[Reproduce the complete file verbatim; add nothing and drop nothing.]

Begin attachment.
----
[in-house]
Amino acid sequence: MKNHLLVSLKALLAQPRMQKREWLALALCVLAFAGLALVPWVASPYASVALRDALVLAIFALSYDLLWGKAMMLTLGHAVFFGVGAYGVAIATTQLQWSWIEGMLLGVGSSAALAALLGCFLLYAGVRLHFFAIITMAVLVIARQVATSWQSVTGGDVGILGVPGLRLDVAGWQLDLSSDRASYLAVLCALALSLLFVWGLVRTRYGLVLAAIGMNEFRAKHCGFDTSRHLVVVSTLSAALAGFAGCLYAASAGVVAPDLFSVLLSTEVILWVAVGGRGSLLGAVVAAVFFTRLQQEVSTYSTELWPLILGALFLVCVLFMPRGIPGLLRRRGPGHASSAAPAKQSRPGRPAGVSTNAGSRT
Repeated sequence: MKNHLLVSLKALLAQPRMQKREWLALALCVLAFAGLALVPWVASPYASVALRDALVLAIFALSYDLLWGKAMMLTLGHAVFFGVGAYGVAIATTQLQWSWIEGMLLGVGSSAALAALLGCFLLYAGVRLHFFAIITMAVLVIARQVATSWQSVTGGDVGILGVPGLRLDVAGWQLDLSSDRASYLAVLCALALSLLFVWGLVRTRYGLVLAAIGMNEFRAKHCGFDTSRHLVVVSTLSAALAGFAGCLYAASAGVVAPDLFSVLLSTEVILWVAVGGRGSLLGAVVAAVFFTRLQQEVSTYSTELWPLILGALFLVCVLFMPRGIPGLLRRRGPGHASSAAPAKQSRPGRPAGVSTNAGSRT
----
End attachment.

[in-house]
Amino acid sequence: MKNHLLVSLKALLAQPRMQKREWLALALCVLAFAGLALVPWVASPYASVALRDALVLAIFALSYDLLWGKAMMLTLGHAVFFGVGAYGVAIATTQLQWSWIEGMLLGVGSSAALAALLGCFLLYAGVRLHFFAIITMAVLVIARQVATSWQSVTGGDVGILGVPGLRLDVAGWQLDLSSDRASYLAVLCALALSLLFVWGLVRTRYGLVLAAIGMNEFRAKHCGFDTSRHLVVVSTLSAALAGFAGCLYAASAGVVAPDLFSVLLSTEVILWVAVGGRGSLLGAVVAAVFFTRLQQEVSTYSTELWPLILGALFLVCVLFMPRGIPGLLRRRGPGHASSAAPAKQSRPGRPAGVSTNAGSRT
Repeated sequence: MKNHLLVSLKALLAQPRMQKREWLALALCVLAFAGLALVPWVASPYASVALRDALVLAIFALSYDLLWGKAMMLTLGHAVFFGVGAYGVAIATTQLQWSWIEGMLLGVGSSAALAALLGCFLLYAGVRLHFFAIITMAVLVIARQVATSWQSVTGGDVGILGVPGLRLDVAGWQLDLSSDRASYLAVLCALALSLLFVWGLVRTRYGLVLAAIGMNEFRAKHCGFDTSRHLVVVSTLSAALAGFAGCLYAASAGVVAPDLFSVLLSTEVILWVAVGGRGSLLGAVVAAVFFTRLQQEVSTYSTELWPLILGALFLVCVLFMPRGIPGLLRRRGPGHASSAAPAKQSRPGRPAGVSTNAGSRT